Hamilton, Canada, May 23, 2016 --(PR.com
)-- Lauren Margison was born into a musically gifted family; now in her early twenties, she fully appreciates the importance of music and encourages people of all ages and from all walks of life to enjoy it. “As I was growing up, music was without a doubt the most important thing to me,” Lauren explains. “It surrounded me from birth, be it through my mother’s orchestral playing, my father’s singing, or my own discoveries. It helped me grow, express, feel, and open my eyes. Music has a way of altering one’s mood unlike anything else, and it is an invaluable part of any person’s life.”
For this concert in which Lauren’s vocals will be a highlight, Hamilton-born Robert Missen is to be the Master of Ceremonies. He has a long and distinguished career in the Canadian music industry, and was inducted into the Burlington Performing Arts Centre’s Hall of Fame this month, joining the ranks of Gordie Tapp and Stuart Laughton honoured for demonstrating the diversity of artistic accomplishment that comprises the rich cultural tapestry of the City of Burlington.
"I am very excited to be part of the COMC's upcoming concert,” said Missen. “As someone who has been involved in the Canadian choral scene for over four decades as singer, agent and concert promoter, I am particularly heartened to witness the resurgence in singing among men and boys.”
Commencing his performing career at the University of Guelph under the guidance of Nicholas Goldschmidt, the founder of the Canadian Opera, Missen went on to establish himself in the fields of opera, symphonic concerts, professional choral music and vocal chamber music. A founding member of Tapestry Singers (now Tapestry New Opera) which toured across Canada, he has worked with such distinguished Canadian artists as Maureen Forrester, Veronica Tennant, Michael Burgess, Stuart McLean, and The Men of the Deeps (the Cape Breton coal miners’ choir that recently completed a successful 50th anniversary tour in Ontario). As a tenor, Missen is featured on over twenty recordings and countless radio and television broadcasts.
A resident of Burlington for the past six years, in 2015, he helped launch the Lowville Festival of the Arts dedicated to creating energizing, enlivening, enlightening, and transformative artistic experiences. Missen’s current performing activities include solo concerts throughout southern Ontario, featuring the music of Gershwin and other American Songbook composers. “Singing is something that all of us can do,” Missen asserts. “The benefits are immense, both for performers and listeners. Come out and discover this for yourself."
When the COMC was founded in 1977 by Lyn Harry, the Welsh tradition of male-voice choirs was highly popular and for about 15 years the COMC was in top form, with some 90 proud Canadians producing CD recordings and going on international concert tours. Things started to change in the mid-1990s, as it grew increasingly challenging for Harry to continue conducting, for health reasons. By the time he retired from COMC, a number of choristers also opted to pack it in. The COMC, a registered charitable organization, carried on, but no longer performing in Welsh -- the glamour of which had worn thin, both for audiences at home and for the middle-aged choristers who wrestled with the pronunciation.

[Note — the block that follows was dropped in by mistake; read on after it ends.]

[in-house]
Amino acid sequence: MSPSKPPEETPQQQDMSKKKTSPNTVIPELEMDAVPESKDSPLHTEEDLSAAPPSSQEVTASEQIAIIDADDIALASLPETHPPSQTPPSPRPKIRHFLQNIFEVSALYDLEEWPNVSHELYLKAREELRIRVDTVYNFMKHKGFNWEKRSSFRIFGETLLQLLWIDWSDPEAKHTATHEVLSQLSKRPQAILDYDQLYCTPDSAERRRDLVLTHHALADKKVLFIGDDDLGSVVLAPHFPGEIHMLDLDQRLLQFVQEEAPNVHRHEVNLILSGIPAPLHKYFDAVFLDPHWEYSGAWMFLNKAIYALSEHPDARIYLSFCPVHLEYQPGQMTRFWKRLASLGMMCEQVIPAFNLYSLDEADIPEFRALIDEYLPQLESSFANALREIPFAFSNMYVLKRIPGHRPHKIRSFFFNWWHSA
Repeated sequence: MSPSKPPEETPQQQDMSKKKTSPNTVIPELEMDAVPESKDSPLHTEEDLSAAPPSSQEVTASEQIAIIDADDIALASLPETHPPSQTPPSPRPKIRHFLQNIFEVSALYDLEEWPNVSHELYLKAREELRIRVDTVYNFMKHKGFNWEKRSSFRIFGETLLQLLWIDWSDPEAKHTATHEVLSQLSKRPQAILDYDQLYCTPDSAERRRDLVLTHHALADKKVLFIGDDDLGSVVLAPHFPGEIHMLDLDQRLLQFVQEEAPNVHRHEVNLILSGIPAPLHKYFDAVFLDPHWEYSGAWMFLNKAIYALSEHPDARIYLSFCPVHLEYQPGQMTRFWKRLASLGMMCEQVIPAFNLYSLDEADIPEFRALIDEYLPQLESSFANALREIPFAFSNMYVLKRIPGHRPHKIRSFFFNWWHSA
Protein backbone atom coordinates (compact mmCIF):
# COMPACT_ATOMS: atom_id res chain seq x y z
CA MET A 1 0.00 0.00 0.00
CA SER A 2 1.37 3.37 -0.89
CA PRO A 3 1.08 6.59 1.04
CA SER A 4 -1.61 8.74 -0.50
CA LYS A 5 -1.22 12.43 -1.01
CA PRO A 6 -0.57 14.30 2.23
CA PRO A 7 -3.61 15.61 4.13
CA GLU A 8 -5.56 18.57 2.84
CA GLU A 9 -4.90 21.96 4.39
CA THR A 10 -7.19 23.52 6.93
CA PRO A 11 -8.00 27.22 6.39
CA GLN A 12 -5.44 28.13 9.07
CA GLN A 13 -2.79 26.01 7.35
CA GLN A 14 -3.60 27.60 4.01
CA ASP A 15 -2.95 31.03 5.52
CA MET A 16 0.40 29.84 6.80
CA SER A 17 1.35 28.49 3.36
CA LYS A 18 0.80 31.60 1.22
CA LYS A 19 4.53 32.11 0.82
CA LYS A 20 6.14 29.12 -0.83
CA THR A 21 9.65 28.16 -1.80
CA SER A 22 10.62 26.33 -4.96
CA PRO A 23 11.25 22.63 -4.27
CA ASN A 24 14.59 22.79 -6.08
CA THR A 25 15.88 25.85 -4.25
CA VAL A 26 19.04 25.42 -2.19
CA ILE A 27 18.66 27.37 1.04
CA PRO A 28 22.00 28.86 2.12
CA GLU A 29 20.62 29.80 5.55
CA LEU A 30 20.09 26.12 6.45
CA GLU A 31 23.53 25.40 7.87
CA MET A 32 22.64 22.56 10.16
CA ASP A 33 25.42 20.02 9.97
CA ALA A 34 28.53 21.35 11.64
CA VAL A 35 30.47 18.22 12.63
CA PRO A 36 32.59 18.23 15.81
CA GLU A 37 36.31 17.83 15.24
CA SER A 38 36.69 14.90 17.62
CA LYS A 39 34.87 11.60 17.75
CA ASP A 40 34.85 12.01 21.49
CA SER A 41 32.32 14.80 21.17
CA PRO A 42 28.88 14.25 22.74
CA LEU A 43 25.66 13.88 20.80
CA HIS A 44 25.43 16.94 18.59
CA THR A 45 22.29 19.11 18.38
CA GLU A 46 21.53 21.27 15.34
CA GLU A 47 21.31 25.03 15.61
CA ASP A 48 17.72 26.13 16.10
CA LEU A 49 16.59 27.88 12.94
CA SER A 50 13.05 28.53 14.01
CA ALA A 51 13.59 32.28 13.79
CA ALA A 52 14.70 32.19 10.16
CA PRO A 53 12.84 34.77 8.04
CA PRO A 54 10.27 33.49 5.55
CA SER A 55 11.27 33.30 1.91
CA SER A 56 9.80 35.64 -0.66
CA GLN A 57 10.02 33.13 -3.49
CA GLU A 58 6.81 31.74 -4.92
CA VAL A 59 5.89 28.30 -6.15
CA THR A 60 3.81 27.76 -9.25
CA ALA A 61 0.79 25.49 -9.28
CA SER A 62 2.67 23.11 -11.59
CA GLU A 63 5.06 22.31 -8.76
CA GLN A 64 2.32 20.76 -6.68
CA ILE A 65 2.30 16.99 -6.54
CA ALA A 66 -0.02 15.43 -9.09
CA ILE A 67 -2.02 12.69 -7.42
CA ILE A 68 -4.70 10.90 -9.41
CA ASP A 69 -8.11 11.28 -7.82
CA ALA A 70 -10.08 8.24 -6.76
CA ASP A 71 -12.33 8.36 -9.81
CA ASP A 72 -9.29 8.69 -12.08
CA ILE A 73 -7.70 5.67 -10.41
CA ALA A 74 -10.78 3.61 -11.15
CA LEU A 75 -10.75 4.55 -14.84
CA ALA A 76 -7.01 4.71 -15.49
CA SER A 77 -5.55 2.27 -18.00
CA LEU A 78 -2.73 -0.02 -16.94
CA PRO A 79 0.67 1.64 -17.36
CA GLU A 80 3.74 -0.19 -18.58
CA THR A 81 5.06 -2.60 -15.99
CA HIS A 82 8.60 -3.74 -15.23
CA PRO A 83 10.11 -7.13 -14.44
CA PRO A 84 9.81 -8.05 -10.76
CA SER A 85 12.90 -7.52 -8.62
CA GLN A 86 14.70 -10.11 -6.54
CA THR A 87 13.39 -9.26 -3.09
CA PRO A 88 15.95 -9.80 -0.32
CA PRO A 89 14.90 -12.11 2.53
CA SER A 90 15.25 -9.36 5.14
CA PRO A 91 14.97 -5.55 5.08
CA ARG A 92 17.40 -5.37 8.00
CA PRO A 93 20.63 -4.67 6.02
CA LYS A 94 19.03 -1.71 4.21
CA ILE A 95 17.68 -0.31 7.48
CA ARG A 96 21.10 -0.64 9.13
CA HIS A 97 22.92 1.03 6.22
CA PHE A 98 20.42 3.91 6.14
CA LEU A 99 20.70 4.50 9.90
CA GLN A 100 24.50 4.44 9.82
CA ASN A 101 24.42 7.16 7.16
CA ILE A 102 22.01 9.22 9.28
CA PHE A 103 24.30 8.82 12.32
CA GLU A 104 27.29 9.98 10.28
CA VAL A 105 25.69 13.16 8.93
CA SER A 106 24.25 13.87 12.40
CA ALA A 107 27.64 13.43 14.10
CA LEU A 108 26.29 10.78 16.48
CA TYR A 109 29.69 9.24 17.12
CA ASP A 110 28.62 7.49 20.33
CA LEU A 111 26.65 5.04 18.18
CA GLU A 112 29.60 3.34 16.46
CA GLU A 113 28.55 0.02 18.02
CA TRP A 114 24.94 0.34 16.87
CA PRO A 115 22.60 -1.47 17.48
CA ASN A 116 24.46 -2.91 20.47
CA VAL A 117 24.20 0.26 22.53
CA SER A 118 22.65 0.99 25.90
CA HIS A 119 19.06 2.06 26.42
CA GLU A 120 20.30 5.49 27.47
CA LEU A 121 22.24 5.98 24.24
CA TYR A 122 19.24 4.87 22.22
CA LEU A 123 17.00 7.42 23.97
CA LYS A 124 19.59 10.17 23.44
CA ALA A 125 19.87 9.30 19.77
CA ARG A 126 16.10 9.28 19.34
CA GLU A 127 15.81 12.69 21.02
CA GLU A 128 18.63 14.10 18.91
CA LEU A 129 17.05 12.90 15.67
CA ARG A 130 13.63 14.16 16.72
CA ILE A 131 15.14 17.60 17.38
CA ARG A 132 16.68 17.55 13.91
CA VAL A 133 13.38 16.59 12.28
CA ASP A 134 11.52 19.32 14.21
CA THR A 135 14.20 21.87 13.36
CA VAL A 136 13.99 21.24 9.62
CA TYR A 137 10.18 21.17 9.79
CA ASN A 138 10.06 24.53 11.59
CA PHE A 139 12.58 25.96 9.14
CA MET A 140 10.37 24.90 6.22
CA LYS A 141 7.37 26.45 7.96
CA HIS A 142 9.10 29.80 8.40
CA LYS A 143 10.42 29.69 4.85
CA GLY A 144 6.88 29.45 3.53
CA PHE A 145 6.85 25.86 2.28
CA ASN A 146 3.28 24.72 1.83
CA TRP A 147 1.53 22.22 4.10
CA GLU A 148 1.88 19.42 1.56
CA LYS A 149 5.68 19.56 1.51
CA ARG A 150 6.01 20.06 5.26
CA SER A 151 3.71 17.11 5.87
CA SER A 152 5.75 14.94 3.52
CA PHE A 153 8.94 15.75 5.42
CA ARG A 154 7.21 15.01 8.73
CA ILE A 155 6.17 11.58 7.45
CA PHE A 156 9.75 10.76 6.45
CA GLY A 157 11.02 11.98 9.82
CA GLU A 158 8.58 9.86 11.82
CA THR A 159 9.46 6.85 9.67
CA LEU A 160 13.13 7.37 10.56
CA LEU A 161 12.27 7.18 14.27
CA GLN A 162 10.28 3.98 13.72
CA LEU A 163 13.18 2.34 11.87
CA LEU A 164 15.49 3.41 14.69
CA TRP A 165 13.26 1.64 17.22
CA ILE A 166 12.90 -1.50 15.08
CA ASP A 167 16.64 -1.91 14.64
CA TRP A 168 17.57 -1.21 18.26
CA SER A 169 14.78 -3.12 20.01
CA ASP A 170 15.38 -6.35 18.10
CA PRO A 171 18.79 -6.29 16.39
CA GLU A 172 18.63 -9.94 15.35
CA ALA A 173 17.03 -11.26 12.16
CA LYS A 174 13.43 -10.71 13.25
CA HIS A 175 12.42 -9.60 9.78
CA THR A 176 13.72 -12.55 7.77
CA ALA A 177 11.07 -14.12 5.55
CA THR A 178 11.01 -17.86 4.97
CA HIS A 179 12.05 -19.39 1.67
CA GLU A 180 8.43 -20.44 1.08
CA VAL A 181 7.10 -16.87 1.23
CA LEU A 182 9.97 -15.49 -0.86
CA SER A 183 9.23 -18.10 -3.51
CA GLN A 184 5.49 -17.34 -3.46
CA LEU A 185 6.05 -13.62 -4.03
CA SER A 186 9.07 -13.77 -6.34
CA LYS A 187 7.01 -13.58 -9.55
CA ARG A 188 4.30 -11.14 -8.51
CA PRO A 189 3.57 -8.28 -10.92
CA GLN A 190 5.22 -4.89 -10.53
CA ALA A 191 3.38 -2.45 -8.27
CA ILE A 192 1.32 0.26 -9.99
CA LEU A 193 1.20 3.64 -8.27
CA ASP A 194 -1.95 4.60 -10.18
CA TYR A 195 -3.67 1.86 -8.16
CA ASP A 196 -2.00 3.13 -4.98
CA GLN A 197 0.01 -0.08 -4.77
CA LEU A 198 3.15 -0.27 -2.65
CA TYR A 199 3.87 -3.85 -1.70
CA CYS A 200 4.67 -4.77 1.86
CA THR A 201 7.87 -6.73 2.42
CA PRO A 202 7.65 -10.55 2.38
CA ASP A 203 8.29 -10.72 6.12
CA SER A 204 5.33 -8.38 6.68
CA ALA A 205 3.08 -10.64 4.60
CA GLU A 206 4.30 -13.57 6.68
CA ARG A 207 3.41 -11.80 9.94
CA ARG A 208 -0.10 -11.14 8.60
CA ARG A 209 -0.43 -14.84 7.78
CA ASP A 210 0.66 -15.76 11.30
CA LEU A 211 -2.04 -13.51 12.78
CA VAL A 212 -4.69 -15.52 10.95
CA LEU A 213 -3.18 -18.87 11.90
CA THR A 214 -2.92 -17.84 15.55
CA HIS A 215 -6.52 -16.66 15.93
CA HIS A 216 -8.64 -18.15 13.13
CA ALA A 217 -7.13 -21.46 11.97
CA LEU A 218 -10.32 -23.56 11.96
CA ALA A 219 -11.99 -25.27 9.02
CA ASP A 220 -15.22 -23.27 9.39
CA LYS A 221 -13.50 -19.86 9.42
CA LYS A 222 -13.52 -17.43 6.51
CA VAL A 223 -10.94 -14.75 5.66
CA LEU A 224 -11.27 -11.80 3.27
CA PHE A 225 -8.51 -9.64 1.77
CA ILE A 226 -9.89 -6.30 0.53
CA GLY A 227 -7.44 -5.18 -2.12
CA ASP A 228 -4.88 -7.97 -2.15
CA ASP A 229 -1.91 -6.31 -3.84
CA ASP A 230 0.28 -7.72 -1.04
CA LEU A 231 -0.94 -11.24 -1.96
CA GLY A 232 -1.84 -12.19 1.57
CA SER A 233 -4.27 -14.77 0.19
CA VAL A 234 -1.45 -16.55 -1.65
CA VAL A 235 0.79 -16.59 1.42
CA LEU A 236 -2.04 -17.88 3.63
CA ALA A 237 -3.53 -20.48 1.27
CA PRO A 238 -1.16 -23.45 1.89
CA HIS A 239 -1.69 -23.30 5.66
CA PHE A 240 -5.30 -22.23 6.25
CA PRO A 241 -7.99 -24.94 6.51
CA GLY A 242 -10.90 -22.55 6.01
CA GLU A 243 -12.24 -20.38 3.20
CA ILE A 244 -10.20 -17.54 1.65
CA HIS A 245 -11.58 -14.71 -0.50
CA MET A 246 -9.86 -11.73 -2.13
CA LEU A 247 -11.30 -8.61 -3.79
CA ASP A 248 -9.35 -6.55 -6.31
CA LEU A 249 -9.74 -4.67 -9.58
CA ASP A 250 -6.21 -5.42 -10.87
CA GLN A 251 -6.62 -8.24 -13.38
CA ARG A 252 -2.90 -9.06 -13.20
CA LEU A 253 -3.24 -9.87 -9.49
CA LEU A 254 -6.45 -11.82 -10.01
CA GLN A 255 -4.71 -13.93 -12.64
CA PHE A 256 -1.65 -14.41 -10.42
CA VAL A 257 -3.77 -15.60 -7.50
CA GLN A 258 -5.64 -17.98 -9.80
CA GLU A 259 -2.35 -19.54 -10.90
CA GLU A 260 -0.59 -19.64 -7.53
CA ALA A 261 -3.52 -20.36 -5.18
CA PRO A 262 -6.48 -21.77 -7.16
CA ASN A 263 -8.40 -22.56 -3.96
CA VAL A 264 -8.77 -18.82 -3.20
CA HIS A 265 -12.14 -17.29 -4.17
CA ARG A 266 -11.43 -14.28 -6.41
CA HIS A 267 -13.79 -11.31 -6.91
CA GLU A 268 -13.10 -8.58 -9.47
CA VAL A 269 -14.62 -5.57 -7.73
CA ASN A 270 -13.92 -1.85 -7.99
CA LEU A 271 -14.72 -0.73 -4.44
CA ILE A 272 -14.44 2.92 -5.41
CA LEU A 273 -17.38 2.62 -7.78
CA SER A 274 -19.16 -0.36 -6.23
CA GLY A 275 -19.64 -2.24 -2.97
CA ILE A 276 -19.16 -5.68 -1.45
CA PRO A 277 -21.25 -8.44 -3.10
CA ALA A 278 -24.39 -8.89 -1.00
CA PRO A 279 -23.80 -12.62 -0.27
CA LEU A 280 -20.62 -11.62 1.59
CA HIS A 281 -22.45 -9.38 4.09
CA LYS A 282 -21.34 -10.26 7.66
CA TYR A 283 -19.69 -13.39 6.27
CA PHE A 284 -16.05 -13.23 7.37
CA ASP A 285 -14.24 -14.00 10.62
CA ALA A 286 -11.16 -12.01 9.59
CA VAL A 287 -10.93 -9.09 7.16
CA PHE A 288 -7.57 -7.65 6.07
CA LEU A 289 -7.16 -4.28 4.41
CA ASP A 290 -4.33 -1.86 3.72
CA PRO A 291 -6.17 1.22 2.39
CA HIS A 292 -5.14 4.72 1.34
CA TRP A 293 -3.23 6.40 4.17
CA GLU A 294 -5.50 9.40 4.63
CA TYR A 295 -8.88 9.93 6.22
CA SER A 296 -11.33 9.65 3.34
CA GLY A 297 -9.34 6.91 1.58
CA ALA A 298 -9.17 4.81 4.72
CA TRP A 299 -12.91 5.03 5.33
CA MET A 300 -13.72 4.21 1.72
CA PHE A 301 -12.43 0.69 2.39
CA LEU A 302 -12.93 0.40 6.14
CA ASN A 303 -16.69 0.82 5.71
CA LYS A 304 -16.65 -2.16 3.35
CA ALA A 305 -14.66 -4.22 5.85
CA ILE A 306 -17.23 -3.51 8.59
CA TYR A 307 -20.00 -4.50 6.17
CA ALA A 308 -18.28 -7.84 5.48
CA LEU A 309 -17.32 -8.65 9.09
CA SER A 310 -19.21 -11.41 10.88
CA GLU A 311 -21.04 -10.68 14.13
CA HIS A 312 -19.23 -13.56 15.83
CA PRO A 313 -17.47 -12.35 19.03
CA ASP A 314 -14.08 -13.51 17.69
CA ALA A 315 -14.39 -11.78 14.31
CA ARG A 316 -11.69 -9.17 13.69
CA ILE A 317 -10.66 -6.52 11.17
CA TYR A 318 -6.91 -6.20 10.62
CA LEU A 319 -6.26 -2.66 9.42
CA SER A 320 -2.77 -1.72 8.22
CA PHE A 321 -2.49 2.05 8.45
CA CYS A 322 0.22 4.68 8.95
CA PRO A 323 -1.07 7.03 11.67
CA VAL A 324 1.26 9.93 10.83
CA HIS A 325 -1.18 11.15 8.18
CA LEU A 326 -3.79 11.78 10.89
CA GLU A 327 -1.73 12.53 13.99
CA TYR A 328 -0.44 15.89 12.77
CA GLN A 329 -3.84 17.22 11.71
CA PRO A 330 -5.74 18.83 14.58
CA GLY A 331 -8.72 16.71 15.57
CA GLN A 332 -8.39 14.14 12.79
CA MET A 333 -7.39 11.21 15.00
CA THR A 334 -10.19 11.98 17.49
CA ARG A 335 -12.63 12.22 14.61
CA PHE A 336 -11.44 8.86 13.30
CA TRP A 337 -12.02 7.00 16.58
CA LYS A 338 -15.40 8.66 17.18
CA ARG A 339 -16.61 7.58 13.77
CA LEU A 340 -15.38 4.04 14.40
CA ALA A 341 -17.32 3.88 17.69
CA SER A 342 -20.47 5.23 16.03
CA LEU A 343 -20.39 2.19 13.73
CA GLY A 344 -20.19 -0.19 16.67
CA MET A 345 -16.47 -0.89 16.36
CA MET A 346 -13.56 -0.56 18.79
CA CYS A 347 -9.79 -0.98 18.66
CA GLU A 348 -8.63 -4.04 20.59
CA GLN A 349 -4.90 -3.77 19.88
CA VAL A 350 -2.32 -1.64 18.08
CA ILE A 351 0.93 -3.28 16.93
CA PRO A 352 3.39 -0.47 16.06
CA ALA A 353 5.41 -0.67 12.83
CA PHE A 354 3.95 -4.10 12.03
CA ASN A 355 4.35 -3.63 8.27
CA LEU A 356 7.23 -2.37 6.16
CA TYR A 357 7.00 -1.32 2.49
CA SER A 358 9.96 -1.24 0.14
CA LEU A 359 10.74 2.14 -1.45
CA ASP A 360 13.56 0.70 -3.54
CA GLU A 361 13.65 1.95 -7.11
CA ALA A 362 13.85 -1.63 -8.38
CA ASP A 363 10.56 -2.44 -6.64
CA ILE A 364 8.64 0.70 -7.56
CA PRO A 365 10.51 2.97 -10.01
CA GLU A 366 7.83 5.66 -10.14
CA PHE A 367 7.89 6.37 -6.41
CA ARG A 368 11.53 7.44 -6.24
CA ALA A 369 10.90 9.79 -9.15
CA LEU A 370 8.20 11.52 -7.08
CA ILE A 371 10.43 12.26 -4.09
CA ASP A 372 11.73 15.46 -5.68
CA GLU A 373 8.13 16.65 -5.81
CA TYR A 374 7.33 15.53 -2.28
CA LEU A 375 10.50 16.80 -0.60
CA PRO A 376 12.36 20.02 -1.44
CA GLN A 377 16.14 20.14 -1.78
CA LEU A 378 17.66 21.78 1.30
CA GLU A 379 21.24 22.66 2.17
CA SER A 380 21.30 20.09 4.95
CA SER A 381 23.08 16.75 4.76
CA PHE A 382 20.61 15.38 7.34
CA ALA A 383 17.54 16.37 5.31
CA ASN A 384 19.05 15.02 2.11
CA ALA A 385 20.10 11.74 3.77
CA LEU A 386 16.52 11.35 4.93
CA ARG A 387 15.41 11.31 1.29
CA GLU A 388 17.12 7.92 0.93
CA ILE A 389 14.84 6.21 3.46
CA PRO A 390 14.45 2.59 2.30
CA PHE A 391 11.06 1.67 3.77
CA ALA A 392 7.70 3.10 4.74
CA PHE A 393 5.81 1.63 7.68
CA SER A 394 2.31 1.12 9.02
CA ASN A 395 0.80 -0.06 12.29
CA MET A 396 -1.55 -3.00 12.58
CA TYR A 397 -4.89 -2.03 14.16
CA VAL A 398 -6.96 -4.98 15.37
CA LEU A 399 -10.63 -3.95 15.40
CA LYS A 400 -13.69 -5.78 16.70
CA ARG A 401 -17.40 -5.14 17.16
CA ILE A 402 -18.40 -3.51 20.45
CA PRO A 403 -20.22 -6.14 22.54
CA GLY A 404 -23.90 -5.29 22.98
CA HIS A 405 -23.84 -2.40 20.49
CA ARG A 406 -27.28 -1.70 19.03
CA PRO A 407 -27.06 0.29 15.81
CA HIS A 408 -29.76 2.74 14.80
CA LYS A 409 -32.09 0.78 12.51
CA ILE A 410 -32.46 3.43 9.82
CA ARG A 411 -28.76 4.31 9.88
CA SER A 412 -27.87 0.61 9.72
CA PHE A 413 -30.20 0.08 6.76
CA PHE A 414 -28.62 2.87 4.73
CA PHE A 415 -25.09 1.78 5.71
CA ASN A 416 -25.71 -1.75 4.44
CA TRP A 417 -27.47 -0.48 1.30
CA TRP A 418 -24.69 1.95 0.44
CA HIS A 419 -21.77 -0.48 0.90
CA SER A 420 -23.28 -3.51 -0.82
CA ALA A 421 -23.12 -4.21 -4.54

The music scene of southwestern Ontario may have changed, but the "men who love to sing" share a deep camaraderie that keeps them keen. And despite the recent demise of Opera Hamilton, many classical as well as eclectic music buffs remain in the region... people who can understand how a famous opera star like Richard Margison could have debuted in and still feel passionate about an entirely different genre. Hailed for his spine-tingling power, Canadian tenor Richard Margison has performed regularly in many of the world’s leading opera houses, but Margison’s rise to the top of the opera world did not follow a traditional path – his career began in the coffee houses and clubs of Victoria, BC, where he performed with his own rock band.
A much sought-after concert artist today, Margison has appeared with the Royal Philharmonic in London, the Philadelphia Orchestra, the San Francisco Symphony, the Montreal, Vancouver and Toronto Symphony Orchestras, and the National Arts Centre Orchestra in Ottawa. A highlight of his 2009-2010 season was a trip to China for the opening of the new Guangzhou Opera House where he appeared in one of his most celebrated roles -- Calaf, in Puccini's Turandot.
Margison was named an Officer of the Order of Canada in 2001, to honour his contribution to music in Canada, and in recognition of his accomplishments on the international stage. In 2002, he received the Queen Elizabeth II Golden Jubilee Medal and in 2012, he was awarded the Queen Elizabeth II Diamond Jubilee Medal. Margison also holds an Honorary Doctorate from McMaster University (D.Litt), among others. Although he has been in demand on the great opera stages of the world, he supports a number of charitable causes. Margison has generously given of his time and talent at benefits for Leukaemia Research (Ontario), LOFT Community housing (Toronto), the Children's Opera Chorus (Toronto), the Royal Conservatory of Music, and many more.
Performing at fundraisers to support local charities, encouraging musicianship among men, and hosting their own concerts provides a compelling raison d'etre for the members of the Canadian Orpheus Male Choir, and they look forward to sharing their love of music with others again at what promises to be an especially exciting Annual Concert on June 11. Tickets can be purchased on the Theatre Aquarius website or at the Box Office in Hamilton.